Back in January, Sen. Lindsey GrahamLindsey Olin GrahamGraham emerges as go-to ally for Biden's judicial picks This Thanksgiving, skip the political food fights and talk UFOs instead Biden move to tap oil reserves draws GOP pushback MORE (R-S.C.) labeled tariffs on Mexico a huge barrier to economic growth, noting that, Any tariff we can levy, they can levy. Any policy proposal which drives up costs of Corona, tequila, or margaritas is a big-time bad idea. Mucho Sad.”

Others, such as Sens. John CornynJohn CornynCongress's goal in December: Avoid shutdown and default Mental health: The power of connecting requires the power of investing Senators call for Smithsonian Latino, women's museums to be built on National Mall MORE (R-Texas), Tom CottonTom Bryant CottonConservatives target Biden pick for New York district court GOP anger with Fauci rises Cotton swipes at Fauci: 'These bureaucrats think that they are the science' MORE (R-Ark.), and Jeff FlakeJeffrey (Jeff) Lane FlakeRubio vows to slow-walk Biden's China, Spain ambassador nominees Senate confirms Thomas Nides as US ambassador to Israel Flake, Cindy McCain among latest Biden ambassadors confirmed after delay MORE (R-Ariz.), have also eloquently translated costly border tax and tariff policy into higher prices for U.S. consumers or fewer jobs for U.S. workers. We need more of these voices.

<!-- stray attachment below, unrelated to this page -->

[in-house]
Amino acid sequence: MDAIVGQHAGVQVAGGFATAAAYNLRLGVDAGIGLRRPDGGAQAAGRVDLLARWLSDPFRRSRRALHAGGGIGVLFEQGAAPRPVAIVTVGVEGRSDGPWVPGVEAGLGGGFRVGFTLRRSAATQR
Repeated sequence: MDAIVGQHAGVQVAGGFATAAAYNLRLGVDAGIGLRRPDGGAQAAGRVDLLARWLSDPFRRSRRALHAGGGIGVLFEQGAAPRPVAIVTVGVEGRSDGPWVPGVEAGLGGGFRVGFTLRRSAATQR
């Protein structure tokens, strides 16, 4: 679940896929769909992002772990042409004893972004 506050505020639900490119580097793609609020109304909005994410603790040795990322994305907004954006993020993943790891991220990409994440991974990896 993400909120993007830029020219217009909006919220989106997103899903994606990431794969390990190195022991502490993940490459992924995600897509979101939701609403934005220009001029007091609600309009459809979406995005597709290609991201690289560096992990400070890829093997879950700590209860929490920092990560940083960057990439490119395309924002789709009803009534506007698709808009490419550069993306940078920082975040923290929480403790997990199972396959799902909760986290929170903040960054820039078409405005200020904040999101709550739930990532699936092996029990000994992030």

The last few months have presented significant concerns for U.S. communities that depend upon imports, and the coming months may be equally challenging. But in May, as we celebrate World Trade Month, let’s take a moment to remind ourselves — and those who represent us — of the innumerable ways that imports continue to work for America.

Jon Gold is vice president at the National Retail Federation (NRF). Julia Hughes is president of the U.S. Fashion Industry Association (USFIA). Stephen Lamar is executive vice president of the American Apparel & Footwear Association (AAFA). Hun Quach is vice president for International Trade at the Retail Industry Leaders Association (RILA). NRF, USFIA, AAFA, and RILA collectively support the annual Imports Work Week, which occurred May 8-12. 

The views expressed by contributors are their own and not the views of The Hill.